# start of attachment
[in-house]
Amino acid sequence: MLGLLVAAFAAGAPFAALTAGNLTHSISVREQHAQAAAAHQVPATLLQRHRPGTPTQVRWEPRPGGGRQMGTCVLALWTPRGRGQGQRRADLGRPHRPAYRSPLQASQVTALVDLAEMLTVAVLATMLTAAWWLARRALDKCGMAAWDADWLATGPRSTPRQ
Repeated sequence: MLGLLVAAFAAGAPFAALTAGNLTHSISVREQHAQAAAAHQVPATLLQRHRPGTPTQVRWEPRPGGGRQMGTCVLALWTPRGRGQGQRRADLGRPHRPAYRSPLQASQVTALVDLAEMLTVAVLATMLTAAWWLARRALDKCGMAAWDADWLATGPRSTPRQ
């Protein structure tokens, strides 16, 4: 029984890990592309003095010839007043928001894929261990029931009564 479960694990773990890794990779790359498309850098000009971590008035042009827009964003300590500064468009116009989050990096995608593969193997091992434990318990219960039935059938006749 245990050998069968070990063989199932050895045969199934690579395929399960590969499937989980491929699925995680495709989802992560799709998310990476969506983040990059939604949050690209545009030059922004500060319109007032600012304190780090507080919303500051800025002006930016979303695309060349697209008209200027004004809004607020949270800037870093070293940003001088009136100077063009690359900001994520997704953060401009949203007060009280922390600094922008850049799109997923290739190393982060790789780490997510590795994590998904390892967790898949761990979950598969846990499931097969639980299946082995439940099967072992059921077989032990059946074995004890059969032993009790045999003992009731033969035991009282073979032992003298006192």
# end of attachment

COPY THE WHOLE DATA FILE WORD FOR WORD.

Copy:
[in-house]
Amino acid sequence: MLGLLVAAFAAGAPFAALTAGNLTHSISVREQHAQAAAAHQVPATLLQRHRPGTPTQVRWEPRPGGGRQMGTCVLALWTPRGRGQGQRRADLGRPHRPAYRSPLQASQVTALVDLAEMLTVAVLATMLTAAWWLARRALDKCGMAAWDADWLATGPRSTPRQ
Repeated sequence: MLGLLVAAFAAGAPFAALTAGNLTHSISVREQHAQAAAAHQVPATLLQRHRPGTPTQVRWEPRPGGGRQMGTCVLALWTPRGRGQGQRRADLGRPHRPAYRSPLQASQVTALVDLAEMLTVAVLATMLTAAWWLARRALDKCGMAAWDADWLATGPRSTPRQ
């Protein structure tokens, strides 16, 4: 029984890990592309003095010839007043928001894929261990029931009564 479960694990773990890794990779790359498309850098000009971590008035042009827009964003300590500064468009116009989050990096995608593969193997091992434990318990219960039935059938006749 245990050998069968070990063989199932050895045969199934690579395929399960590969499937989980491929699925995680495709989802992560799709998310990476969506983040990059939604949050690209545009030059922004500060319109007032600012304190780090507080919303500051800025002006930016979303695309060349697209008209200027004004809004607020949270800037870093070293940003001088009136100077063009690359900001994520997704953060401009949203007060009280922390600094922008850049799109997923290739190393982060790789780490997510590795994590998904390892967790898949761990979950598969846990499931097969639980299946082995439940099967072992059921077989032990059946074995004890059969032993009790045999003992009731033969035991009282073979032992003298006192």